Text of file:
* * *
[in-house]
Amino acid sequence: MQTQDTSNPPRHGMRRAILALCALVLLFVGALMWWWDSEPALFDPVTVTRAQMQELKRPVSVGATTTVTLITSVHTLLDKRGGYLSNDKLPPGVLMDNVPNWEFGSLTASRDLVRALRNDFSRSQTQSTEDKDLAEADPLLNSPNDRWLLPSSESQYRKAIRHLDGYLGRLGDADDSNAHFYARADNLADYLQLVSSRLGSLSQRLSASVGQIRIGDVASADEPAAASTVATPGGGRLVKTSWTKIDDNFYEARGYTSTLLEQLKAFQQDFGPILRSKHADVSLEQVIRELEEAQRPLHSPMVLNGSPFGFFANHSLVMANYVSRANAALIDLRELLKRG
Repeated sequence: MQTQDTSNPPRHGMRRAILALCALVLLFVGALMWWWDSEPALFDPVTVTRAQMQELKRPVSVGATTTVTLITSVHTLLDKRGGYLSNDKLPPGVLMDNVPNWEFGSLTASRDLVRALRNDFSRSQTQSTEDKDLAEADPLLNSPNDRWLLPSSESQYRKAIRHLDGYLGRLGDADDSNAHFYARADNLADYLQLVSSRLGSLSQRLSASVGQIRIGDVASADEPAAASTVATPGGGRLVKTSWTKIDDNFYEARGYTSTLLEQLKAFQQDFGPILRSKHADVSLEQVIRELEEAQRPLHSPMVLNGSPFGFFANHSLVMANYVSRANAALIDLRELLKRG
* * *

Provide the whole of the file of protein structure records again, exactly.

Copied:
[in-house]
Amino acid sequence: MQTQDTSNPPRHGMRRAILALCALVLLFVGALMWWWDSEPALFDPVTVTRAQMQELKRPVSVGATTTVTLITSVHTLLDKRGGYLSNDKLPPGVLMDNVPNWEFGSLTASRDLVRALRNDFSRSQTQSTEDKDLAEADPLLNSPNDRWLLPSSESQYRKAIRHLDGYLGRLGDADDSNAHFYARADNLADYLQLVSSRLGSLSQRLSASVGQIRIGDVASADEPAAASTVATPGGGRLVKTSWTKIDDNFYEARGYTSTLLEQLKAFQQDFGPILRSKHADVSLEQVIRELEEAQRPLHSPMVLNGSPFGFFANHSLVMANYVSRANAALIDLRELLKRG
Repeated sequence: MQTQDTSNPPRHGMRRAILALCALVLLFVGALMWWWDSEPALFDPVTVTRAQMQELKRPVSVGATTTVTLITSVHTLLDKRGGYLSNDKLPPGVLMDNVPNWEFGSLTASRDLVRALRNDFSRSQTQSTEDKDLAEADPLLNSPNDRWLLPSSESQYRKAIRHLDGYLGRLGDADDSNAHFYARADNLADYLQLVSSRLGSLSQRLSASVGQIRIGDVASADEPAAASTVATPGGGRLVKTSWTKIDDNFYEARGYTSTLLEQLKAFQQDFGPILRSKHADVSLEQVIRELEEAQRPLHSPMVLNGSPFGFFANHSLVMANYVSRANAALIDLRELLKRG